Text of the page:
ROME (WROC) — Chelsea Pullano, a current New Jersey resident who grew up in Webster planned a seemingly innocent vacation to Egypt, then made a last second decision to make Italy her last stop before coming back to the states.
But started out as a simple getaway to Egypt turned into a much longer visit than Pullano intended. She started planning the trip nearly 8 months ago as COVID regulations were letting up, and more people were getting vaccinated.
After spending a week in Egypt and a couple more days in Italy, she needed a negative test result to get on her flight the morning of December 12th. She ended up testing positive for COVID despite being fully vaccinated.
“The days leading up to the trip was when omicron first started becoming more and more prevalent and everyone was getting a little nervous, so more than anything I was keeping an eye on the regulations,” she siad. “‘Can I get into Egypt? Can I get into Italy? Can I get back into the United States when I’m done?'”
She was then escorted by private ambulance to a government sponsored hotel in Italy and ordered to quarantine. Little did she know she’d be stuck inside a room in a foreign country with no fresh air, and meals delivered to her door for the next several weeks.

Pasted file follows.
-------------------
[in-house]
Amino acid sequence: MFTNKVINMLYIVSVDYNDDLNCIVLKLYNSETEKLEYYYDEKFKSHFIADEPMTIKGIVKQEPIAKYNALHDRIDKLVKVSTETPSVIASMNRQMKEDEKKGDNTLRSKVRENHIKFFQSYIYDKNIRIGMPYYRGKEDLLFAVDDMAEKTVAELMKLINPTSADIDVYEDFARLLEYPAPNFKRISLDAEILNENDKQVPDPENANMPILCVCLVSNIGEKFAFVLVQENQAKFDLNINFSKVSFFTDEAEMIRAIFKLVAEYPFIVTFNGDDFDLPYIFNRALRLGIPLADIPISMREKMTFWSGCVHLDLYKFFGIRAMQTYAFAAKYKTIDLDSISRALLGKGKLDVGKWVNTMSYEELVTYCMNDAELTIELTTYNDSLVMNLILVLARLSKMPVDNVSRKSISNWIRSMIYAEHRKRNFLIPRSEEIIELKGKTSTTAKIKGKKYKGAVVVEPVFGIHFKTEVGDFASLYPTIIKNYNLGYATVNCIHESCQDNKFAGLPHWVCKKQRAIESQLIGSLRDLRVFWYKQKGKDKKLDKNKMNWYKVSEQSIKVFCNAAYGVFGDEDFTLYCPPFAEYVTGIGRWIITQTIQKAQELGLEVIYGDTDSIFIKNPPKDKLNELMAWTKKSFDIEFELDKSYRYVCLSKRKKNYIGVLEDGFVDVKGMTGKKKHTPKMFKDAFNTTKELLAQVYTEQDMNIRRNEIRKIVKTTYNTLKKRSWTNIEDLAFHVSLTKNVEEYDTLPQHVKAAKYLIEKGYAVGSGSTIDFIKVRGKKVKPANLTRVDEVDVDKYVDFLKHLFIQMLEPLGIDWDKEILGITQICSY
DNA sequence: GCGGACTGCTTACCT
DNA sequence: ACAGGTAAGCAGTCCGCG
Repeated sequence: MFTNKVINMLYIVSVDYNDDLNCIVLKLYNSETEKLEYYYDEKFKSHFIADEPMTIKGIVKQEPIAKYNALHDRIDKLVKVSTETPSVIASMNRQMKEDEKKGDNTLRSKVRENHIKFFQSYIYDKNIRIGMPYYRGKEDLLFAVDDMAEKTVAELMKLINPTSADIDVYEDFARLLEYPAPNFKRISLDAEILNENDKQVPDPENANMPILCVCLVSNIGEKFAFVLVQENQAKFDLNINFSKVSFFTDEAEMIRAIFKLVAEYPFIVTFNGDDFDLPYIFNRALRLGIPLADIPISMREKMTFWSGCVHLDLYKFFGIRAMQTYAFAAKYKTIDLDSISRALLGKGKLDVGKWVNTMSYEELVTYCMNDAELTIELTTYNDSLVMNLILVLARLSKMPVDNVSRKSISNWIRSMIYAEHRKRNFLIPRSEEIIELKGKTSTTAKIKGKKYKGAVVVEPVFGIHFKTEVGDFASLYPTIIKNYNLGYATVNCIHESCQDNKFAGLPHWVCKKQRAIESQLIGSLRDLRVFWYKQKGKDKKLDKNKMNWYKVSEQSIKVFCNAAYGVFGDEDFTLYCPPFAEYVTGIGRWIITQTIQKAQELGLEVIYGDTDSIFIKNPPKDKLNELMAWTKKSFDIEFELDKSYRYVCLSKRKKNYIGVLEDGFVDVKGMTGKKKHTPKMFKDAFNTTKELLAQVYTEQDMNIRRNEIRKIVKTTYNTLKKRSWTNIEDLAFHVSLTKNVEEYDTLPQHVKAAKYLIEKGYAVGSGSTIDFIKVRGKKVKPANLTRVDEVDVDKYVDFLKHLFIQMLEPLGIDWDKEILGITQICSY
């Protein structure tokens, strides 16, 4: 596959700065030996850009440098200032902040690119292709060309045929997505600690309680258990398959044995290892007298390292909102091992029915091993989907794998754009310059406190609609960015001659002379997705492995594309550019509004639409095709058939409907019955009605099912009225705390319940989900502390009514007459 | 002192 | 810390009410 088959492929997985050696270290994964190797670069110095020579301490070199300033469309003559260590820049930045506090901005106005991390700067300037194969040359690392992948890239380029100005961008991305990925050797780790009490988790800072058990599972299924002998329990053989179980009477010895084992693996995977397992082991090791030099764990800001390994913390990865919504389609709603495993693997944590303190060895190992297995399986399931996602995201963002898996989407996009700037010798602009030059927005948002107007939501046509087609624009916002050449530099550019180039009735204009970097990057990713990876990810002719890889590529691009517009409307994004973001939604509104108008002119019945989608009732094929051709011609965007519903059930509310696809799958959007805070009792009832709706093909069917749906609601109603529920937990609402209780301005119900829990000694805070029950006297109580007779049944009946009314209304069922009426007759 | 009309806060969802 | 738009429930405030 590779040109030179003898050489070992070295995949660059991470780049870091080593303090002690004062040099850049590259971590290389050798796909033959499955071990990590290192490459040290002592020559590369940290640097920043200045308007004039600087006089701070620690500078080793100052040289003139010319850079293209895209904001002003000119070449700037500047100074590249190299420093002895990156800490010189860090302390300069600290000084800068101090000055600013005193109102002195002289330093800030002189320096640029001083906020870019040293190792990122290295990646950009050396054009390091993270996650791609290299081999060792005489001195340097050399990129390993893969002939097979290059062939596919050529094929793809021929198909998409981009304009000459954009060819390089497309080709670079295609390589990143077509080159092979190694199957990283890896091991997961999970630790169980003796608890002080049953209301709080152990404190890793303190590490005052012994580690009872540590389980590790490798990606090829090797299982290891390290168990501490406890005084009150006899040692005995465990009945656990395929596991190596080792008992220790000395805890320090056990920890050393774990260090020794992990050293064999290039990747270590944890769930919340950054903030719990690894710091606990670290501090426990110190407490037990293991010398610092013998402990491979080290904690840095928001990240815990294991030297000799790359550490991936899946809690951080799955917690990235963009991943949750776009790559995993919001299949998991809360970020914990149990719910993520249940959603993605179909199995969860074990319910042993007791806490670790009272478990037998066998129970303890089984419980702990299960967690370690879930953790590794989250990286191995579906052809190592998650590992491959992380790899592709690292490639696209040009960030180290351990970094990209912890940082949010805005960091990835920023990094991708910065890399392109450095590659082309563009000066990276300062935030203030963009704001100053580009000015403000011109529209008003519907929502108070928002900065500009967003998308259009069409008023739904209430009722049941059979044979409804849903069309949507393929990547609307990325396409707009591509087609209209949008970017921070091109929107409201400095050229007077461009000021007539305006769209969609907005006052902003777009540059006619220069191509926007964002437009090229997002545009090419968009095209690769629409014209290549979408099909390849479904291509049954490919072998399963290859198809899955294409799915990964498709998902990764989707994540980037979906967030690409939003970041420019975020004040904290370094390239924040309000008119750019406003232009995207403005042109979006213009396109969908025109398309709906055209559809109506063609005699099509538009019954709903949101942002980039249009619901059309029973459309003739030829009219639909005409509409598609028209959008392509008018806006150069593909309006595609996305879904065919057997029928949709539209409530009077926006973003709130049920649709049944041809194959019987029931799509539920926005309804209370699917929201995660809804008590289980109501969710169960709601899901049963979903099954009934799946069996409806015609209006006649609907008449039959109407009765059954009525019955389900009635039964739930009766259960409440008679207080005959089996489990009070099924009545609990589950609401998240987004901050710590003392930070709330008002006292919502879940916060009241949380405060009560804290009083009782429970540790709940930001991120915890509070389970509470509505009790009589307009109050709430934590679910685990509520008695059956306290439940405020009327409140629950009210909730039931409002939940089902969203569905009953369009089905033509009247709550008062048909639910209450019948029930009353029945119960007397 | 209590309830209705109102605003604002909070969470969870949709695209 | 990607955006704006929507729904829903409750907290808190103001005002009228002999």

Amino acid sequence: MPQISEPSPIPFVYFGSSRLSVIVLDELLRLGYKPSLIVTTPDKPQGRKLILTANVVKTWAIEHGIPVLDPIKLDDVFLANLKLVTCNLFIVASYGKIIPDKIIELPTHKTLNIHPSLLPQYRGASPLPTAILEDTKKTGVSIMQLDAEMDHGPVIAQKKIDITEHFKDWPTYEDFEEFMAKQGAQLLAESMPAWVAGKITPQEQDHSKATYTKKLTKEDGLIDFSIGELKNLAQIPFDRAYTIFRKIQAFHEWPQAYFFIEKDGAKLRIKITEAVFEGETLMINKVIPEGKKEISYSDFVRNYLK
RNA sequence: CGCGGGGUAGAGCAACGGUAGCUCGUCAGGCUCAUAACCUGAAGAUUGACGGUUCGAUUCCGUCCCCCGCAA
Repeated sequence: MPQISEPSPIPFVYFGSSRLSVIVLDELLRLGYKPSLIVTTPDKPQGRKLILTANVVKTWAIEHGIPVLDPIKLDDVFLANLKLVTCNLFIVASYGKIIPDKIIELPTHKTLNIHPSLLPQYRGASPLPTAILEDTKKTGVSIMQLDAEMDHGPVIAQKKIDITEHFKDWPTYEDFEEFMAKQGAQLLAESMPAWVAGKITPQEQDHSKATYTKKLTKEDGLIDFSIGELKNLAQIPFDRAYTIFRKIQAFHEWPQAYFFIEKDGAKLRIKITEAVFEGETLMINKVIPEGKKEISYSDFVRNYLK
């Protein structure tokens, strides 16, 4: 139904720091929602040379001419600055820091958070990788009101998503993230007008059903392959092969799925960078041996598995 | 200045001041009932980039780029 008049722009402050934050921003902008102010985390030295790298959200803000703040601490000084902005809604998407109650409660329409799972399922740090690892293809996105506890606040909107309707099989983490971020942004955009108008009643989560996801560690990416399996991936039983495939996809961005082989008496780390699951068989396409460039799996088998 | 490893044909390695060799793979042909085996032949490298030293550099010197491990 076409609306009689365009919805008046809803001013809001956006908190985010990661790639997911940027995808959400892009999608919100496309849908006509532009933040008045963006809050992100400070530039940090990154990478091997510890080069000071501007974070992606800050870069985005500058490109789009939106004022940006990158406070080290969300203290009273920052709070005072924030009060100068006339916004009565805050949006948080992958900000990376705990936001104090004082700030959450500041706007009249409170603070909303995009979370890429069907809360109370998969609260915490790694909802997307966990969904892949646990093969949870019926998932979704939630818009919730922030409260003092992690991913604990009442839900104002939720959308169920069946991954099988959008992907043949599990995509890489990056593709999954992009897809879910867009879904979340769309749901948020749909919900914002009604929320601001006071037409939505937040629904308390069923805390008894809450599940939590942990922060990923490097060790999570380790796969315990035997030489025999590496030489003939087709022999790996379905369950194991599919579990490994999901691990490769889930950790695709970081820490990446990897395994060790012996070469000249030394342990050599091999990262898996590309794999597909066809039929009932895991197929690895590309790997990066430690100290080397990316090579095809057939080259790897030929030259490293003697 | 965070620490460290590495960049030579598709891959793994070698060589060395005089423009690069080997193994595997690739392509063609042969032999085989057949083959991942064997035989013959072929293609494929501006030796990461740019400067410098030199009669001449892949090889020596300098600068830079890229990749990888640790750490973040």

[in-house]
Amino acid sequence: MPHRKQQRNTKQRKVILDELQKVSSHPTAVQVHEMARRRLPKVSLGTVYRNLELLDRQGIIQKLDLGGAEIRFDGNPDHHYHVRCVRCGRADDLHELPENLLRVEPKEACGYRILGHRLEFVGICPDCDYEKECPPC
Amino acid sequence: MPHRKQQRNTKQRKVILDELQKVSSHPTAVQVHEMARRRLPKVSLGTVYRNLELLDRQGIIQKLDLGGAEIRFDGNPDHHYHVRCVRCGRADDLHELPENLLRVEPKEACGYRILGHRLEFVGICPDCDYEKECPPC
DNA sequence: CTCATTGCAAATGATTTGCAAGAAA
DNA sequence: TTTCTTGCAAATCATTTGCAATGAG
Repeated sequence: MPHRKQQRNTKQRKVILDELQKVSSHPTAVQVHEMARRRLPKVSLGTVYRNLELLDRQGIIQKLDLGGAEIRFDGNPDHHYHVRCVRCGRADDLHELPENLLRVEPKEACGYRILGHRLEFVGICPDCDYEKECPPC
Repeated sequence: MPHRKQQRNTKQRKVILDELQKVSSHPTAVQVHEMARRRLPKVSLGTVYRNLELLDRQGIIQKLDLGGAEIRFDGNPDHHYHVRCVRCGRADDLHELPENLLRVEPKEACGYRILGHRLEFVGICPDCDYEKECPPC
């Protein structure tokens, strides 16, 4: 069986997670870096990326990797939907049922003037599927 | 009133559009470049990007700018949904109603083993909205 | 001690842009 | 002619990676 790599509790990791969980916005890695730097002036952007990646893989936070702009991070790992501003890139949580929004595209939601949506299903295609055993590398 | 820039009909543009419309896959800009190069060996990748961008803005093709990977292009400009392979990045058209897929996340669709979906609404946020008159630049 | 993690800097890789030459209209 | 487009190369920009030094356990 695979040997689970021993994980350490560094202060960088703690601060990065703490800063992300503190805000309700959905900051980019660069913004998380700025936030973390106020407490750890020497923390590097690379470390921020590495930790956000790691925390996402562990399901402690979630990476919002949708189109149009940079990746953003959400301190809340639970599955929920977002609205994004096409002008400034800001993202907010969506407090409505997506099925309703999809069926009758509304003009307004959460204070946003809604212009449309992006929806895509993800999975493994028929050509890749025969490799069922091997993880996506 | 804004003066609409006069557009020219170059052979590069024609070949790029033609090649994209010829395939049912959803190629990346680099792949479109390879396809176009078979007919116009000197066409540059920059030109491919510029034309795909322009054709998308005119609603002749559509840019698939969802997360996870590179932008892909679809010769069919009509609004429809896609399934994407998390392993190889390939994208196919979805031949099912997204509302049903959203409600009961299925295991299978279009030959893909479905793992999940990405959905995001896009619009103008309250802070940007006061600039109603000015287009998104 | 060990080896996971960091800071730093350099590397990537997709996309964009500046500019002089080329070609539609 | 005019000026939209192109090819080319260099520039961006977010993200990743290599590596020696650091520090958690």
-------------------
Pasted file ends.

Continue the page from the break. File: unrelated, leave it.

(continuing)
“So I tested positive again on day 10, and the doctor goes okay so you’ll get your next test in 7 days,” Pullano said. “And I was like, no no no I leave now, right? I leave now. He was like no, you can’t leave until you have a negative test… and that was the first moment like after being in quarantine for 10 days that I really started to understand that I wasn’t trying to meet the United States entry requirements, I was trying to meet Italy’s exit requirements for quarantine which were a completely different ballgame.“
Italy’s restrictions require a negative PCR test, which has been difficult to obtain due to the test’s known sensitivity and affinity for putting out a positive test even well after the symptoms have stopped, according to the CDC.
Pullano is getting her next test this Wednesday January 5th. If she’s negative, she’ll get to go home. If she’s positive, she’ll have to keep testing until she gets that negative result.
“I think the most emotional part of the whole thing was when I got the second positive test back and just that realization that at that point there was no way in hell, I was making it home for Christmas,” she said. “I was very much clinging to that 21-day limit for dear life, and once I found out it was indefinite, and on the CDC website it says, you’ll probably test positive for 90 days, and I’m looking at that, and this feeling of hopelessness, that I’m never going to be able to go home.”
She hopes that by sharing this story, it will raise more awareness that COVID protocols are different depending on where you’re traveling, and just because you’re vaccinated doesn’t mean you can’t still test positive for COVID.